The Canadian Forces have long maintained military installations in the North including Alert, which is the northernmost permanent settlement in the world. Located at the tip of Ellesmere Island, Canadian Forces Station Alert has been operating since the 1950s as a weather station and as a signals intelligence unit.  As part of Prime Minister Harper’s Arctic Agenda in 2007, CAF has established an Arctic Training Centre in Resolute Bay, Nunavut, commencing operation on August 15, 2013. Since opening, the centre has already bolstered Canada’s presence. The centre has run Arctic Operations Advisor Courses, which focus on training for cold weather exercises, and has played host to Operation Nunalivut; a Sovereignty operation that has run annually since 2007 all across the Arctic Archipelago.

 Canada’s position in the Arctic is slowly strengthening, but there is still much work to be done. While there are solid plans continually being debated politically, time may be running out, as the Russians have been acting, constructing a new fleet of nuclear-powered icebreakers, building new submarines, and organizing special Arctic-based Army brigades. Those developments are troubling indeed when one considers that the Ukraine/Crimea Crisis has established Russia’s willingness to use force in order to satisfy its territorial ambitions. Canada needs to act more quickly than ever and in concert with its NATO allies to secure its sovereign territory north of the 60th parallel.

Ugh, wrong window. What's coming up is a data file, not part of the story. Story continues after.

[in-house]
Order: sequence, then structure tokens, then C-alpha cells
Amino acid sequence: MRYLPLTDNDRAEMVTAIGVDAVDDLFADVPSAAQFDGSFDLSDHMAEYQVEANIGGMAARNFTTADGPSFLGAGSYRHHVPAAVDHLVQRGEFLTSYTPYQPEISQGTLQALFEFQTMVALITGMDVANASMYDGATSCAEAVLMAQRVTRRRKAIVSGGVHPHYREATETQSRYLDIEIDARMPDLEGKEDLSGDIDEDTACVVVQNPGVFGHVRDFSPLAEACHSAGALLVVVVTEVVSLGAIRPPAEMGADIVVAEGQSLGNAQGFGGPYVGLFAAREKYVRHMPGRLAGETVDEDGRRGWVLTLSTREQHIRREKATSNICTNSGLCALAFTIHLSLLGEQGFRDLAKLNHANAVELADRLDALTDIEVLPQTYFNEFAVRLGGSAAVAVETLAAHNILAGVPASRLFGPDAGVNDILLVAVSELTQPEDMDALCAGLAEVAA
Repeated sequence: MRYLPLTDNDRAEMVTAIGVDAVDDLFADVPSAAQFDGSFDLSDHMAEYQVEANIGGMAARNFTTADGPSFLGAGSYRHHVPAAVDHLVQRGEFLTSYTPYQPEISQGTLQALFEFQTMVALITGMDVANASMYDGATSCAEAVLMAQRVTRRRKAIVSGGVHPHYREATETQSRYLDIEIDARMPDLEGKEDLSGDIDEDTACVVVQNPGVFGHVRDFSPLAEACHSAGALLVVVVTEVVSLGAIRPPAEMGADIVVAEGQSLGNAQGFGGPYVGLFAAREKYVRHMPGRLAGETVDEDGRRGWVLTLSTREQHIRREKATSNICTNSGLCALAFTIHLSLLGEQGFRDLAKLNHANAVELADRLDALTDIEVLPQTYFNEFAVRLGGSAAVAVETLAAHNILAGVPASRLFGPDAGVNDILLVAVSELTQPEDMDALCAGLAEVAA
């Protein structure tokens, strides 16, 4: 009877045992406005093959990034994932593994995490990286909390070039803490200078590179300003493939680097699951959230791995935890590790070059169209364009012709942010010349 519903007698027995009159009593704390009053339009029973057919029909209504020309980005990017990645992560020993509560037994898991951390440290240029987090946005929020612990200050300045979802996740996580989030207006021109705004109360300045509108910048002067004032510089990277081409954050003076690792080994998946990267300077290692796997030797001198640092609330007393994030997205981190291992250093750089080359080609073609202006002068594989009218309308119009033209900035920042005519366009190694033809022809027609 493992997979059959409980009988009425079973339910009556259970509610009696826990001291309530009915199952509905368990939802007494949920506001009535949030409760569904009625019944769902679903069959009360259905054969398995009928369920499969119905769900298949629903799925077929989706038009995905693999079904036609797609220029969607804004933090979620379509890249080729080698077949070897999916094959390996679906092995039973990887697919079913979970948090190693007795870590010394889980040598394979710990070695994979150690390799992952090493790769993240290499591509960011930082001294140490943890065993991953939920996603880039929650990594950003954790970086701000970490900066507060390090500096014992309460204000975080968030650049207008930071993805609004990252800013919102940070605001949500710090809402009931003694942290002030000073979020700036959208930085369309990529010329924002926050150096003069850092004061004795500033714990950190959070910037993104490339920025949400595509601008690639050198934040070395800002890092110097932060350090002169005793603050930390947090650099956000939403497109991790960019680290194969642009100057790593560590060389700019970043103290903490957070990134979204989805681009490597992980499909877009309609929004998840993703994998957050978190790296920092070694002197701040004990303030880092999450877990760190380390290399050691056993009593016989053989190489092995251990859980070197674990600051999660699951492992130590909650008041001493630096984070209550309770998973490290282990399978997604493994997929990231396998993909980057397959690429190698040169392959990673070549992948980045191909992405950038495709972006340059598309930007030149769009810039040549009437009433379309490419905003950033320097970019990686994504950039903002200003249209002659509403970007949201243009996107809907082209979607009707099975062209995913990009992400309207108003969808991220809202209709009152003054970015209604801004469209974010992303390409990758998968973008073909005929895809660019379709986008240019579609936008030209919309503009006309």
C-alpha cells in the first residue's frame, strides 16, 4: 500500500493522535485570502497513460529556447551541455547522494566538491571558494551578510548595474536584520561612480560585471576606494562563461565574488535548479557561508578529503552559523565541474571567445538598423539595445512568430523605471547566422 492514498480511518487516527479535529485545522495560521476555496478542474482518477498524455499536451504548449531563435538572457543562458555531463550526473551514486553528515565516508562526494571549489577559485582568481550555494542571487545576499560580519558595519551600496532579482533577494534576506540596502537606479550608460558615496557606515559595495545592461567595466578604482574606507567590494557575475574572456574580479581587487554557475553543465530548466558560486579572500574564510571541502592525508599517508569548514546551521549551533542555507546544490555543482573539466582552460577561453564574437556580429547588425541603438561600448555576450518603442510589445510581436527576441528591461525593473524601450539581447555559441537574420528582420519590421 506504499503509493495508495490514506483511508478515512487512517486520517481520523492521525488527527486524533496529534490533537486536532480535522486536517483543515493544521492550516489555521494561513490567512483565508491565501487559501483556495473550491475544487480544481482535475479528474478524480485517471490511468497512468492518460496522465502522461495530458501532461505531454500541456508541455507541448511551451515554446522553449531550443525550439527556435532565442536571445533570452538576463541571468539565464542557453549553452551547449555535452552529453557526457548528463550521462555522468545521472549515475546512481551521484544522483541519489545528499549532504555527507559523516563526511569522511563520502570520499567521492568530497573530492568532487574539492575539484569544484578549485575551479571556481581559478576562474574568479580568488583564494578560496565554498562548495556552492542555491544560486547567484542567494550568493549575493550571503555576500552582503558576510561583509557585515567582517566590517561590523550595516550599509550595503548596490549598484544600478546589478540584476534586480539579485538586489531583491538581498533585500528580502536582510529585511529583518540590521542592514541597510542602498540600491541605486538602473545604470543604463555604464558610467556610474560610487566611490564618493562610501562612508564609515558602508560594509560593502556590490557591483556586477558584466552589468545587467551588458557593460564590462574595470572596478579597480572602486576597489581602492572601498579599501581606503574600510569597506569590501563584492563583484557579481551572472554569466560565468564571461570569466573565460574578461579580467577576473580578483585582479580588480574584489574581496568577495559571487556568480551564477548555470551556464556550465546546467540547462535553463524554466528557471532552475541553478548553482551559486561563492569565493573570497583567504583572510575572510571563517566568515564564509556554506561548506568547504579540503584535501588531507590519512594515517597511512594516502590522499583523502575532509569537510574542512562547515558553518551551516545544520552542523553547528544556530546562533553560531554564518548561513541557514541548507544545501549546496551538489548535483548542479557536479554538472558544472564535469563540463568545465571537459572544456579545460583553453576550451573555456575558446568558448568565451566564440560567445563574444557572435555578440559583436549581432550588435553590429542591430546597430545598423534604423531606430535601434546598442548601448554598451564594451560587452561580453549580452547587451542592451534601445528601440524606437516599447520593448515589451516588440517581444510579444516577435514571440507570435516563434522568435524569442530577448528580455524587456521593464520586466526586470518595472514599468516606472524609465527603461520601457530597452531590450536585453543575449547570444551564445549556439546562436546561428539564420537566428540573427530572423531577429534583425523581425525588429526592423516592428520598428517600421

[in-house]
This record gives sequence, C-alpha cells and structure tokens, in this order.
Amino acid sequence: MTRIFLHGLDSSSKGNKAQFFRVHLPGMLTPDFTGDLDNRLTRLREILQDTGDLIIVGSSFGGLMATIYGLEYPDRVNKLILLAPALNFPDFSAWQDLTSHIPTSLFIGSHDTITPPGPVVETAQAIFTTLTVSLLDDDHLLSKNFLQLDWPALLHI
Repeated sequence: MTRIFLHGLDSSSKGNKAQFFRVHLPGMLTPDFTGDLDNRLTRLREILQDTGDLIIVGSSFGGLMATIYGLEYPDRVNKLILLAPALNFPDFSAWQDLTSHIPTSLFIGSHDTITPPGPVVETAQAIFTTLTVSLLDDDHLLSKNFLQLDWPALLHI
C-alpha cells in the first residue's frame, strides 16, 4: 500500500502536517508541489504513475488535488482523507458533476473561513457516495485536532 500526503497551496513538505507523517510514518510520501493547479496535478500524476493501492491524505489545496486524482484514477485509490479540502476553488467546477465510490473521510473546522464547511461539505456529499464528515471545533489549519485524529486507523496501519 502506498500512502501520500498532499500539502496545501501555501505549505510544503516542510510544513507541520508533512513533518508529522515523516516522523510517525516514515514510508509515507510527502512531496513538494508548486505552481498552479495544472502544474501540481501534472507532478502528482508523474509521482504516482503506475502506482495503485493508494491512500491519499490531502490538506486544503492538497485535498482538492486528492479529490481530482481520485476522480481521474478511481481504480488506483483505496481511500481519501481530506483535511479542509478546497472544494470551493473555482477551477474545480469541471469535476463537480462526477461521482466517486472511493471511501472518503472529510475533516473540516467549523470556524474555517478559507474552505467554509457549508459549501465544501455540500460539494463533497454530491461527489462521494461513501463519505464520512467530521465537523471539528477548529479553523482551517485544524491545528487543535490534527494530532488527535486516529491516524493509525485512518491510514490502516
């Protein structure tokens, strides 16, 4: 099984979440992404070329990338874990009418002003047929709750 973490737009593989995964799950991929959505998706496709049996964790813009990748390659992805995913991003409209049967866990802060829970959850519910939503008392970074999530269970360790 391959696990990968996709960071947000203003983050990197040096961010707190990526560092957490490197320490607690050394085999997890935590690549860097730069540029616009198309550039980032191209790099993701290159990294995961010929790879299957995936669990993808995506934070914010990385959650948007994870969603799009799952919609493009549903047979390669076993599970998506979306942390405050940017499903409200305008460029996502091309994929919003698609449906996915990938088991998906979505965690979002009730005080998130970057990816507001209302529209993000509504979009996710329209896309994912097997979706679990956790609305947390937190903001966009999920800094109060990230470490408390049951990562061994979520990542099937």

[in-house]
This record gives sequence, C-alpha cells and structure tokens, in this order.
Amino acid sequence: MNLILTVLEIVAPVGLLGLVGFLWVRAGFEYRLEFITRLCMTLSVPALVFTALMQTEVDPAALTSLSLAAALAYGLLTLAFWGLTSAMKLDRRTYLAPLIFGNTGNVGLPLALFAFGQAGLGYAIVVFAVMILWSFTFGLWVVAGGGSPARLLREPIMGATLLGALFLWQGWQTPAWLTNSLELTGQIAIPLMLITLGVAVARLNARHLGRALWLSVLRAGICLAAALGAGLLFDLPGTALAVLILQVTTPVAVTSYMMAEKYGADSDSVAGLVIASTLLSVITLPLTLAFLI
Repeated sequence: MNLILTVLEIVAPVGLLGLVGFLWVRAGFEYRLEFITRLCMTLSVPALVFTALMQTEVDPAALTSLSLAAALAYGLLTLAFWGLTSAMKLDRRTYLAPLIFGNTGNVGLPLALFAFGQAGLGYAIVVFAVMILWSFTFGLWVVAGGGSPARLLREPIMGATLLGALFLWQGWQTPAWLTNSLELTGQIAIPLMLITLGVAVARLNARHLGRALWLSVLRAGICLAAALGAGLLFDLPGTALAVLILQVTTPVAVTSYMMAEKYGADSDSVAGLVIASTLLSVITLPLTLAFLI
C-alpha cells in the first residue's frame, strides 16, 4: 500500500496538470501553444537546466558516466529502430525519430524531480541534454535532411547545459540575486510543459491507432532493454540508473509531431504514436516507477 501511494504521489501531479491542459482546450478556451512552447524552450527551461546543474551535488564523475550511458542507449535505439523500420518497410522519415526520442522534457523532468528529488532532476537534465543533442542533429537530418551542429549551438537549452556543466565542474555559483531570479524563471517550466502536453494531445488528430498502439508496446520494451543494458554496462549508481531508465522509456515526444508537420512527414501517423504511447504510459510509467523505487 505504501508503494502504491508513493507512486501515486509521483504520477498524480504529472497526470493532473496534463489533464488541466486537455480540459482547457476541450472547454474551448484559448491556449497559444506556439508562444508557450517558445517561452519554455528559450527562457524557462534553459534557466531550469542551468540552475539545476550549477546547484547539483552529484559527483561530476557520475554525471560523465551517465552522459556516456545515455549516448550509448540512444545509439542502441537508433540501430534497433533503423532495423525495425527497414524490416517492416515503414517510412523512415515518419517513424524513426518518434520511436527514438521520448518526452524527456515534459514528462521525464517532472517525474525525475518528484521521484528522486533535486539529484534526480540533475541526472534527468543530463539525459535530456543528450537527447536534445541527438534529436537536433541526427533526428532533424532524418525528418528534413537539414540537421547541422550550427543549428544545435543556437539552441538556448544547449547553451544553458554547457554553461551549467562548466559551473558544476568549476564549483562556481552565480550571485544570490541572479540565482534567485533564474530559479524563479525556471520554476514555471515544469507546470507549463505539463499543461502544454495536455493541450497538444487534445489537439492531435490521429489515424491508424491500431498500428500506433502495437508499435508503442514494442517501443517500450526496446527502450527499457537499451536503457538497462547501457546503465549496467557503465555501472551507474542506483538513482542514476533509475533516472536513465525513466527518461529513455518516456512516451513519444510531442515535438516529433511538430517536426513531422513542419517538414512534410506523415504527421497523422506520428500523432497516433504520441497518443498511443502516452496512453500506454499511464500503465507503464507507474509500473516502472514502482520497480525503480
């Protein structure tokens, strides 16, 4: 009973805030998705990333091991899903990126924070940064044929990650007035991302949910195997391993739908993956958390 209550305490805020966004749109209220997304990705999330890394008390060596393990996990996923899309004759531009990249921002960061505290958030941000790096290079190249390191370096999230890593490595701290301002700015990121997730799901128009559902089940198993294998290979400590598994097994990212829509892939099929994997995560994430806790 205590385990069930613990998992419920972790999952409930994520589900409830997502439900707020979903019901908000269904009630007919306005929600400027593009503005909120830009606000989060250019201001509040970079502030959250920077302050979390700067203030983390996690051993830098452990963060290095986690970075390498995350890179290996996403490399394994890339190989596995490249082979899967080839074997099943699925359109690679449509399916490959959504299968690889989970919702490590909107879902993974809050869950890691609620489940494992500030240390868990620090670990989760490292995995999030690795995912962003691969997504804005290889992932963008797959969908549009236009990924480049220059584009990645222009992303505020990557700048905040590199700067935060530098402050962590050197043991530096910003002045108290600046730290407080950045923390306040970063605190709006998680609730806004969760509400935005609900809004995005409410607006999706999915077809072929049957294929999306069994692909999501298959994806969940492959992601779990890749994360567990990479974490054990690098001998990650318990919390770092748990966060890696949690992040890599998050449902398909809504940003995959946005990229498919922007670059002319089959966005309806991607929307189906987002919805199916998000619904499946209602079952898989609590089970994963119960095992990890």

Craig Moorhead
Craig Moorhead is a 4th year undergraduate student at the University of Western Ontario completing a Double Major in Political Science and Criminology. A Toronto-native, Craig has worked for a number of years with the Toronto Police Marine Unit as an emergency responder performing Beach and Boat Rescue. His research interests include International Security, Terrorism and Counterterrorism, as well as Defence Policy and Foreign Policy. Craig plans to study Government and Security Studies at the graduate level and later enter a career in the federal public service or in law enforcement.